Read-along: The Wandering Fire by Guy Gavriel Kay (week 2)

This read-along is brought to us by the wonderful imyril of There’s Always Room for One More and is a sneaky continuation of Wyrd and Wonder. This week, the most awesome Ariana from the Book Nook is posing the questions to guide our thoughts.

And we’re in the thick of it now, if we weren’t before. MASSIVE SPOILERS beyond this point.

 

Week 2: Chapters 7 through 11

After spending most of our time in Fionavar, either in or around Brennin and with the Dalrei, we are finally getting a closer look at Cathal and its King, and revisiting the intriguing Sharra. Thoughts on this culture and how it fits within Fionavar?

Ha ha! I liked that Shalhassan, Supreme Lord of Cathal thought he’d impress Aileron and instead found himself impressed. And that Aileron and Diarmuid win him over. While I find Sharra interesting, I find her father less so, however, and have no particularly clear image of Cathal’s culture as particularly distinct from that of Brennin. I guess ‘Garden Country’ suggests they get nicer weather?

So I’m using this question to talk a bit more about Sharra instead. I like that she continues to defy her father and do as she pleases (even if this is really just Kay manoeuvring her into Diarmuid’s path), and that she quite happily uses the same trick again of dressing up to sneak into her father’s honour guard. And I can see why she’d be a good fit for Diarmuid, even if I still think he’s a sh*t. At least she doesn’t make everything too easy for him.

If this were published now I’d have more complaints about Sharra, but for the time in which she was written and for the younger me who might have stumbled across these books before now, she’s pretty cool.

 

Everyone has now met King Arthur! What do you make of this legend out of time now that he’s had a bit more page-time and of the revelation about Jennifer?

I love Arthur. But then I’ve always loved Arthur. I have way more issues with Jennifer being a reincarnation of Guinevere.

The Guinevere/Lancelot thing has always annoyed me beyond endurance. I know it’s a key part of the story of King Arthur and that it’s a strong personal bias that directs my feelings about it, (sleep with whoever you want, but make sure one relationship is over before pursuing another. And no, I will not be taking questions at this time), but … urgh!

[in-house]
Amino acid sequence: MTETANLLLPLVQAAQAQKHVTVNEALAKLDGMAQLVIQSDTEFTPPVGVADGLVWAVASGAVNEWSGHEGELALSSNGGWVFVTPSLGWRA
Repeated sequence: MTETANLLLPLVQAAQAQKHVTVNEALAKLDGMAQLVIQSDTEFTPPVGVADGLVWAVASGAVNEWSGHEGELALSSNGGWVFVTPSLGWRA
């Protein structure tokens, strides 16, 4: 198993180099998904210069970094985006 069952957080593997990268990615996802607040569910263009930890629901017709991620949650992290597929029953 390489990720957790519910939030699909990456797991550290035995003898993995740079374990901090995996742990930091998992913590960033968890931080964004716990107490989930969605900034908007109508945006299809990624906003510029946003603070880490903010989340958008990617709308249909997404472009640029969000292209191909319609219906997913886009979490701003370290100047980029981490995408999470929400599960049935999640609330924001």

However …

… I’m going to trust Kay not to trot out that well-worn tale. For one, Jennifer has been soul-searingly changed by her experience at Starkadh, to the point where she cannot even allow herself the comfort of loving Arthur despite her sudden memory retrieval. For two, I don’t feel it would fit with what Kay’s doing. He keeps bringing in different echoes of myths and legends (a lot of stuff that I feel I half-remember), but never completely. My overriding impression of Fionavar as a reading experience so far is of a soup with lots of flavours, mostly complimentary, that I half-recognise but can’t always place. All I know for sure if that it’s good soup.

I do have questions about what Jennifer has done to offend Kay, or the Weaver, so much that she must be punished again. Guinevere’s story is hardly a happy one.

And I’m already cringing over who Lancelot might be, and when he might make his appearance. It feels inevitable, even if Kay does something different with him when he arrives. (It was funny that Kim was worried it might by Diarmuid).

 

First the fleeting lios alfar, and now glimpses of the Paraiko; we have talked about myths and legends, but what do you think of the mythical creatures of Fionavar?